Penile discharge refers to any fluid other than urine that passes through the urethra.

Healthy penile discharge includes preejaculate and ejaculate, which occur during sexual arousal and intercourse.

Having penile discharge unrelated to sexual stimulation may indicate an underlying health condition.


During sexual stimulation, the bulbourethral glands — located below the prostate — produce a thick, clear mucus known as preejaculatory fluid.

Preejaculatory fluid acts as a natural lubricant for the tip of the penis during intercourse. It also neutralizes the acidity of the male urethra and the vagina.

Ejaculate, or semen, is a white, cloudy fluid that contains seminal fluid and sperm cells.

Ejaculation typically occurs during orgasm.


Urethritis refers to inflammation of the urethra. Causes include bacterial and viral infections, as well as injuries and exposure to chemicals.

Urethritis can cause cloudy or white penile discharge.

Other symptoms include:

  • a burning sensation while urinating
  • frequent urination
  • itching, swelling, or soreness in the penis and urethral opening
  • enlarged lymph nodes in and around the groin
  • pain during intercourse or ejaculation
  • blood in the urine or semen


A doctor will look for tenderness, swelling, and enlarged lymph nodes in the abdomen and groin. They may also collect samples of urine and discharge, which they send to a laboratory for further analysis.


Doctors use antibiotics to treat bacterial urethritis.

People who develop urethritis as a result of an injury or exposure to chemicals should avoid vigorous sex and any chemical products that contain irritating substances.

Sexually transmitted infections (STIs) spread as a result of unprotected sexual activity.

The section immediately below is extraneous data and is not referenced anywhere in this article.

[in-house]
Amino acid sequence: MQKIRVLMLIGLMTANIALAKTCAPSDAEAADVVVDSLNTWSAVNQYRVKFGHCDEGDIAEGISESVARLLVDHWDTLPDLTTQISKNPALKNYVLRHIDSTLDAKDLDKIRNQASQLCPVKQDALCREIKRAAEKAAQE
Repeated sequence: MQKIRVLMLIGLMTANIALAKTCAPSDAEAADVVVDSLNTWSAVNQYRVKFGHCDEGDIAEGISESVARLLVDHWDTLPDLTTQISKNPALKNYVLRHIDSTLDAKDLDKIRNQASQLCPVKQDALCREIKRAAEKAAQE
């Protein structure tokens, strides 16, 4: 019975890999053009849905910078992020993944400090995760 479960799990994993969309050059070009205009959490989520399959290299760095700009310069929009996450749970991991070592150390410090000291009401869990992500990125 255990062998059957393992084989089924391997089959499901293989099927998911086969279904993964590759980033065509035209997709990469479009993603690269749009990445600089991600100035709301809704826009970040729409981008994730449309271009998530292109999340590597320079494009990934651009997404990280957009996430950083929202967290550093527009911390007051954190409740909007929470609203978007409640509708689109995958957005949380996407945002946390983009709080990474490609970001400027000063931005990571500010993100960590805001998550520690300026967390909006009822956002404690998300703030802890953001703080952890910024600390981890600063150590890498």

Certain STIs, including chlamydia and gonorrhea, can cause unusual penile and vaginal discharge.


Chlamydia is one of the most common STIs. People affected tend to be between 15 and 24 years of age.

Chlamydia is typically asymptomatic. If symptoms do appear, they may only become noticeable a few days to several weeks after the person contracted the infection.

Vaginal discharge may appear yellow. Other chlamydia symptoms in females include:

  • rectal bleeding, pain, or discharge
  • painful urination
  • vaginal bleeding

Penile discharge may be watery and appear white or cloudy.

Other symptoms of chlamydia include:

  • symptoms of urethritis
  • pelvic or abdominal pain
  • difficult or painful urination
  • pain, tenderness, and swelling in one testicle


Gonorrhea is another STI. It involves an infection of Neisseria gonorrhoeae bacteria.

About 1.14 million new gonorrhea infections occur each year in the United States.

Gonorrhea can cause white, yellow, or green penile discharge or an increased amount of vaginal discharge.

Other symptoms of gonorrhea include:

  • difficult or painful urination
  • pain or tenderness in the testicles or scrotum
  • urinary tract infection symptoms
  • bleeding between periods


Doctors can diagnose chlamydia and gonorrhea by examining cell cultures obtained from vaginal or urethral swabs.


Doctors can treat chlamydia and gonorrhea with antibiotics.

People who have received an STI diagnosis should inform recent sexual partners, so that they can get tested.

People should also avoid vaginal, anal, and oral sex until they complete treatment. This will help prevent reinfection and reduce the risk of spreading the infection to other people.

A person should consult a doctor if they notice any discharge that looks or smells unusual. Foul-smelling discharge indicates the need for medical care.

White, grey, yellow, or green discharge may indicate an infection.

A male may benefit from medical care if penile discharge accompanies any of the following:

  • pain while urinating or having sex
  • painful ejaculation
  • penile discharge that occurs outside of sexual stimulation
  • itching or burning of the urethra, vagina, or vulva
  • pain or tenderness of the testicles or scrotum
  • abdominal or pelvic pain

In females, healthy discharge after sex contains a mixture of cervical mucus and vaginal fluid. In males, it may contain seminal fluid and sperm.

People may notice more vaginal or penile discharge during arousal.

Penile discharge typically occurs during sexual activity, while vaginal discharge tends to be continual and change throughout the menstrual cycle.

If any vaginal or penile discharge is foul-smelling or unusually colored, see a doctor. These symptoms can indicate an underlying health condition, such as BV, a yeast infection, or an STI.